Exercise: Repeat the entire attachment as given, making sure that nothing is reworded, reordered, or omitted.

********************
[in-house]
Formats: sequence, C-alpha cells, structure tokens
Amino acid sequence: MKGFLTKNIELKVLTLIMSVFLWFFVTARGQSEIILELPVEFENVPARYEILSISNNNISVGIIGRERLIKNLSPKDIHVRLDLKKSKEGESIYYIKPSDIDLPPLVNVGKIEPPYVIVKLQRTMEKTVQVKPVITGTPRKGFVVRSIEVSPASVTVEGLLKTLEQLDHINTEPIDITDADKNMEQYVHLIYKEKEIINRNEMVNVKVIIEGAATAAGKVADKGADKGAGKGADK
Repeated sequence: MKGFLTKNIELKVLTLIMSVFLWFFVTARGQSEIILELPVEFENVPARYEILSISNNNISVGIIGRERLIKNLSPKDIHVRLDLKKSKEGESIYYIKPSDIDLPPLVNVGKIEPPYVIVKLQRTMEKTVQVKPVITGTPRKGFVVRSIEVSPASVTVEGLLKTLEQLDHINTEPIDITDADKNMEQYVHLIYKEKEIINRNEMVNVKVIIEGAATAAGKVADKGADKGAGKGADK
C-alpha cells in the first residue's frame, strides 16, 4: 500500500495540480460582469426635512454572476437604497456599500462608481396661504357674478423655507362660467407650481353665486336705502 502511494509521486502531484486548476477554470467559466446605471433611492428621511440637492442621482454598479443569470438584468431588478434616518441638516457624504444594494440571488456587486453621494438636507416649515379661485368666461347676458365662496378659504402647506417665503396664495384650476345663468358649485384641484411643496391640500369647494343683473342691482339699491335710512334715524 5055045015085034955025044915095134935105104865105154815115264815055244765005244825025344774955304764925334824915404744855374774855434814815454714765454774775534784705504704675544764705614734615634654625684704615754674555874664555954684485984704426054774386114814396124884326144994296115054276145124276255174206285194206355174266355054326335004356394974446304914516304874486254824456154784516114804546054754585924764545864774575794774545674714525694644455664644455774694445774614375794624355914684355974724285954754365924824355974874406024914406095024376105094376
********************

[in-house]
Formats: sequence, C-alpha cells, structure tokens
Amino acid sequence: MKGFLTKNIELKVLTLIMSVFLWFFVTARGQSEIILELPVEFENVPARYEILSISNNNISVGIIGRERLIKNLSPKDIHVRLDLKKSKEGESIYYIKPSDIDLPPLVNVGKIEPPYVIVKLQRTMEKTVQVKPVITGTPRKGFVVRSIEVSPASVTVEGLLKTLEQLDHINTEPIDITDADKNMEQYVHLIYKEKEIINRNEMVNVKVIIEGAATAAGKVADKGADKGAGKGADK
Repeated sequence: MKGFLTKNIELKVLTLIMSVFLWFFVTARGQSEIILELPVEFENVPARYEILSISNNNISVGIIGRERLIKNLSPKDIHVRLDLKKSKEGESIYYIKPSDIDLPPLVNVGKIEPPYVIVKLQRTMEKTVQVKPVITGTPRKGFVVRSIEVSPASVTVEGLLKTLEQLDHINTEPIDITDADKNMEQYVHLIYKEKEIINRNEMVNVKVIIEGAATAAGKVADKGADKGAGKGADK
C-alpha cells in the first residue's frame, strides 16, 4: 500500500495540480460582469426635512454572476437604497456599500462608481396661504357674478423655507362660467407650481353665486336705502 502511494509521486502531484486548476477554470467559466446605471433611492428621511440637492442621482454598479443569470438584468431588478434616518441638516457624504444594494440571488456587486453621494438636507416649515379661485368666461347676458365662496378659504402647506417665503396664495384650476345663468358649485384641484411643496391640500369647494343683473342691482339699491335710512334715524 5055045015085034955025044915095134935105104865105154815115264815055244765005244825025344774955304764925334824915404744855374774855434814815454714765454774775534784705504704675544764705614734615634654625684704615754674555874664555954684485984704426054774386114814396124884326144994296115054276145124276255174206285194206355174266355054326335004356394974446304914516304874486254824456154784516114804546054754585924764545864774575794774545674714525694644455664644455774694445774614375794624355914684355974724285954754365924824355974874406024914406095024376105094376